I would like to suggest that the similarities between many of our posts stem more from our mutual indebtedness to Barth and Torrance (who had already led me to similar critiques and constructive alternatives prior to me ever following your blog) rather than from any ‘intellectual theft’….

        Not only am I skeptical, but I don’t believe that; not at all! It’s not by chance that someone we both know (and who you haven connection with because of me) wondered publically if somehow we weren’t coordinating our blog posts. Again, all someone has to do is go back and look at all of my archives and it will quickly become clear what’s going on here.

        With all of the above said, I am not disputing that you are a good writer and thinker; my problem is with how you’ve gone about promoting yourself, and the form your blog has taken.

        You’ll have to see the email for the other problems I’m having with your approach vis-a-vis mine.


      • Bobby Grow 21 October 2016 / 07:08

        But honestly, Jonathan, it is what it is at this point; so just do what you’re going to do, and I’ll continue to do what I’ve been doing in the theo-blogosphere for the last 11 years. I simply wanted to register one more time, but this time with transparent frankness, my sense of what’s going on here, and some of the reasons why I find it unsavory.


  2. Areola Adelberto 27 October 2016 / 02:48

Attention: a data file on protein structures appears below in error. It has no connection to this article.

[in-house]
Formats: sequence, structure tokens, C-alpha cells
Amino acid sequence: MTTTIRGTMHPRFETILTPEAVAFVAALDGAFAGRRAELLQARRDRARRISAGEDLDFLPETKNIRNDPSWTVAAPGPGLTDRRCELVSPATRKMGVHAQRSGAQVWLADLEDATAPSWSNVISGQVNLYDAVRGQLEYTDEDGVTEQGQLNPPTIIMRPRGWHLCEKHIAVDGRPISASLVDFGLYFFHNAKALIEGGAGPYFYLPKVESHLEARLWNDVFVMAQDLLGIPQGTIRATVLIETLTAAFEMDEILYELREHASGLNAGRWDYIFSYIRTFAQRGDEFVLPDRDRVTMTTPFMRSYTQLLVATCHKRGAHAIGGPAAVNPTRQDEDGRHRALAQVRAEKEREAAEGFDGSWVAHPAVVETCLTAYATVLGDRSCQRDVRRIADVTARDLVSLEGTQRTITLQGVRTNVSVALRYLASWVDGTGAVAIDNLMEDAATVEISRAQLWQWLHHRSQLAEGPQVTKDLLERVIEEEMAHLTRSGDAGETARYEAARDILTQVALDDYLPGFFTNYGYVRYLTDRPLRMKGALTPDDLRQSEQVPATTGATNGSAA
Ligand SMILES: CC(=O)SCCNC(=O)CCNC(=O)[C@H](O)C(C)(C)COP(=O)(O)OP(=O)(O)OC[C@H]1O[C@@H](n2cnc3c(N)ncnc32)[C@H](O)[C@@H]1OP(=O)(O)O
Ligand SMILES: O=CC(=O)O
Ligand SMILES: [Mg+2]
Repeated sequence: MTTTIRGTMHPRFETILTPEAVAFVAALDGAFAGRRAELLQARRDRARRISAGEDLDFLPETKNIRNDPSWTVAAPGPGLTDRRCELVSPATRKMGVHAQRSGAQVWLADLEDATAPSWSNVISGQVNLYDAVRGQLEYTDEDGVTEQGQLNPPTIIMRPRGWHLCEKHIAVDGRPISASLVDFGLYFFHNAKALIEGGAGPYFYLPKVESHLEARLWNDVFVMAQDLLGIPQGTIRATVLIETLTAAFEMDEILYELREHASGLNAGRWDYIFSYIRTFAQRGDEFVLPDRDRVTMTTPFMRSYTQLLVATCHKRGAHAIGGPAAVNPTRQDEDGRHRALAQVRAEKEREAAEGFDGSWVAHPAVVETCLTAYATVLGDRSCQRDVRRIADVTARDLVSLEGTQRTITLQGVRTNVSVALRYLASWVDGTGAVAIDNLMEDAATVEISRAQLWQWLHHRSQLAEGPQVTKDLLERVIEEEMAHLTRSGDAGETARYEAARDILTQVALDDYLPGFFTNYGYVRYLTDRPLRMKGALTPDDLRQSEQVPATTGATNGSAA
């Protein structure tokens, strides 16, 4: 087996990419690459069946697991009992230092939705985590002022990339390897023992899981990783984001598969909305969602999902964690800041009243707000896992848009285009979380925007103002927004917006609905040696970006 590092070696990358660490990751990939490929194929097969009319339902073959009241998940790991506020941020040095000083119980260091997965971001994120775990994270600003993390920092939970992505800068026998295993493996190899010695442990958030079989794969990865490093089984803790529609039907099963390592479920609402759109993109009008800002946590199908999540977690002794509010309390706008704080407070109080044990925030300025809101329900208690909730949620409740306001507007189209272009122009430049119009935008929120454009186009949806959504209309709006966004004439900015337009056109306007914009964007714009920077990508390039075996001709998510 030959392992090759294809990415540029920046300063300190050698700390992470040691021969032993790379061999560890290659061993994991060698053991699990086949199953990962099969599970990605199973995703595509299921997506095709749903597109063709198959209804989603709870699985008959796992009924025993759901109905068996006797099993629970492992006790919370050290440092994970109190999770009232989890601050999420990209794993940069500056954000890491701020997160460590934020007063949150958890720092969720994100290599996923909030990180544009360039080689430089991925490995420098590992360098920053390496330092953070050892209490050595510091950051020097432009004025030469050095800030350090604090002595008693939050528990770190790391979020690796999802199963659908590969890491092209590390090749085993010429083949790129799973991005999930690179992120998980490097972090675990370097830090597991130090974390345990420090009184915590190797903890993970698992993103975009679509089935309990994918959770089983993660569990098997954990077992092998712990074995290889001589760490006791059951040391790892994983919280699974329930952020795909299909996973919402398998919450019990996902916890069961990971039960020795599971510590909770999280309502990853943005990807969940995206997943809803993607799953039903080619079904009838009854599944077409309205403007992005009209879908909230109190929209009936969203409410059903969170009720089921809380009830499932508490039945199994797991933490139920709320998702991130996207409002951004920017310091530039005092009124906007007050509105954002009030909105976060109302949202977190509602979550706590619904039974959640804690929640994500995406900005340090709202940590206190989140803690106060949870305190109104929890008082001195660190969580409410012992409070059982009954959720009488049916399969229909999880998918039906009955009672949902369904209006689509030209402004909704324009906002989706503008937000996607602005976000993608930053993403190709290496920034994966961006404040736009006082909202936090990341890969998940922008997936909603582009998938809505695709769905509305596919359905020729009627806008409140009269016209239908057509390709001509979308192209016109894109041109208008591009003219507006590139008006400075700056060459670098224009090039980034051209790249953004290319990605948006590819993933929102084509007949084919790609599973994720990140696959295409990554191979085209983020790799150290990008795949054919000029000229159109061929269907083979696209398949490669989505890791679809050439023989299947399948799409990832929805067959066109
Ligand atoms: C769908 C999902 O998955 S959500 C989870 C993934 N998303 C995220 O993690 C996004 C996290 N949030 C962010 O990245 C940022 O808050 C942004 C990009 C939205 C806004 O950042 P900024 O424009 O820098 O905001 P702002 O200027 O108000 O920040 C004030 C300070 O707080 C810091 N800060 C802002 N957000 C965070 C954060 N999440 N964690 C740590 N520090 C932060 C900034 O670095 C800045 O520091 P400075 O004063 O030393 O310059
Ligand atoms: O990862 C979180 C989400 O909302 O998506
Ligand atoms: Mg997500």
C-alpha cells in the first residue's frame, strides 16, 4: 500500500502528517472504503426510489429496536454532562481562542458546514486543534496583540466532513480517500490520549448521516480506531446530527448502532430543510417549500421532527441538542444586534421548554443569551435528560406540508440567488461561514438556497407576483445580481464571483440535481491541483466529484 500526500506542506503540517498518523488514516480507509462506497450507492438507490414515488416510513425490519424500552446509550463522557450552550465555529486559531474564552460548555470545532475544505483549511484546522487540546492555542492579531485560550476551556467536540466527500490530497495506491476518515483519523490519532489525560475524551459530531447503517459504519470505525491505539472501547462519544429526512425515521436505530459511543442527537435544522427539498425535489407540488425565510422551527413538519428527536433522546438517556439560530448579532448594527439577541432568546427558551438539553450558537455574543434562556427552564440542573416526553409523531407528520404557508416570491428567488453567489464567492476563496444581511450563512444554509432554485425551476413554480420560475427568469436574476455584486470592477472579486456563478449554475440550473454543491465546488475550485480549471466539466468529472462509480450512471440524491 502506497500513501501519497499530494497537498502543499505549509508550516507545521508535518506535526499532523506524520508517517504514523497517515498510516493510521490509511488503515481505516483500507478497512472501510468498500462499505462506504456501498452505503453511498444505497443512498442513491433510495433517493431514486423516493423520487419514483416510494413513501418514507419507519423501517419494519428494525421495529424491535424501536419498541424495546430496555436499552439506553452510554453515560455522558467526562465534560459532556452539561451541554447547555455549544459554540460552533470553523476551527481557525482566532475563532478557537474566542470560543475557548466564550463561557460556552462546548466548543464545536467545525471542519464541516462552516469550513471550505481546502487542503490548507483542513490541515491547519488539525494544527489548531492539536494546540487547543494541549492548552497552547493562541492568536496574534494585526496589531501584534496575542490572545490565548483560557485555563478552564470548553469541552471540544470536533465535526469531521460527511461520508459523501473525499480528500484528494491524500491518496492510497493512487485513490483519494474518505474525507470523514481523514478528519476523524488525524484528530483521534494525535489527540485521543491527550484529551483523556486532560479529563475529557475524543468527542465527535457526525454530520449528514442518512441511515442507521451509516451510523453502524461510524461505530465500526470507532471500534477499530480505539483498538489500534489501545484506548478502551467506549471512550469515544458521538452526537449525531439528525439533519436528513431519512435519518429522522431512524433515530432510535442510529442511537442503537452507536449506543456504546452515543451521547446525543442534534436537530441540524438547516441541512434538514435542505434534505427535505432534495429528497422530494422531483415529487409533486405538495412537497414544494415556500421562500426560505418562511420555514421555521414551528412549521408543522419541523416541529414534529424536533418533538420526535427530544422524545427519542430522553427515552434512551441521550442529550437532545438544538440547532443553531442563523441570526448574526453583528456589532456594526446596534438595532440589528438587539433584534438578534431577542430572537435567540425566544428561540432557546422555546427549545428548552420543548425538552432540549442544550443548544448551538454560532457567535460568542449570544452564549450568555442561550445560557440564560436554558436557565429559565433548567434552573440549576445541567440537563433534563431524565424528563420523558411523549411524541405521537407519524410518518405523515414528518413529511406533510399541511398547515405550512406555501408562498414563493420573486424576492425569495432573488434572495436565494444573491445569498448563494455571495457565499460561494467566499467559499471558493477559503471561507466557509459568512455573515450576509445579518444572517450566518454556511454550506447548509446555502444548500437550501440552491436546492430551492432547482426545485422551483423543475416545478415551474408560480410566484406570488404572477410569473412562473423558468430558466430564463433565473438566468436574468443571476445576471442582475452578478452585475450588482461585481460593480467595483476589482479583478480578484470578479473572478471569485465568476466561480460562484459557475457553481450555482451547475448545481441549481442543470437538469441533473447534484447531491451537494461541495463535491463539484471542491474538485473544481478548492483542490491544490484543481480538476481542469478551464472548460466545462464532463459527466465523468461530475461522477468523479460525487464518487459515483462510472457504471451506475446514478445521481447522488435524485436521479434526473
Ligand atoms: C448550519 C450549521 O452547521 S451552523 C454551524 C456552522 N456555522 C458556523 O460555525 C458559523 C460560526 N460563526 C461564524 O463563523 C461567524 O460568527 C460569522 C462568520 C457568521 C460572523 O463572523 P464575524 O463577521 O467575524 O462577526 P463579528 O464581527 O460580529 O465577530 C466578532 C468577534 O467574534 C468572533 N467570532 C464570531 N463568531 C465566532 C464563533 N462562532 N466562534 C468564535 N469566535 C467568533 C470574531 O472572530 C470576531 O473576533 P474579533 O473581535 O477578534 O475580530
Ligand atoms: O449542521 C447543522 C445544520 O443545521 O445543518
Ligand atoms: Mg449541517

Jonathan, I can sense your excitement and enthusiasm to share the new understanding that God is walking you through. However, I find this discussion in the comment section on “blog brand” distracting.

    You might want to take a peek at this blog:

    Ted Johnston has been blogging on what you are trying to get across for a long time now. Only at GCI, we prefer to call Trinitarian Incarnational theology what you would call Evangelical Calvinism.

    In fact, a phrase in in your post above: “the God revealed in Jesus Christ” is a title of one of our booklets, which you might want to read.

    I doubt if Ted Johnston would be bothered by this “blog brand thievery” at all. Ask him.

    May the Lord lift his face toward you and give you peace, Brother.

    Liked by 1 person

    • Jonathan Kleis 27 October 2016 / 11:17

      Hi Areola, thanks for commenting! I appreciate hearing your perspective. I am somewhat familiar with GCI, although I have not come across Ted Johnston’s blog, so thanks for providing the link! I will definitely check it out. I have also heard the term ‘Trinitarian Incarnational’ theology, and I like it very much! I think that I may need to start using it periodically. Thanks again for your helpful comments!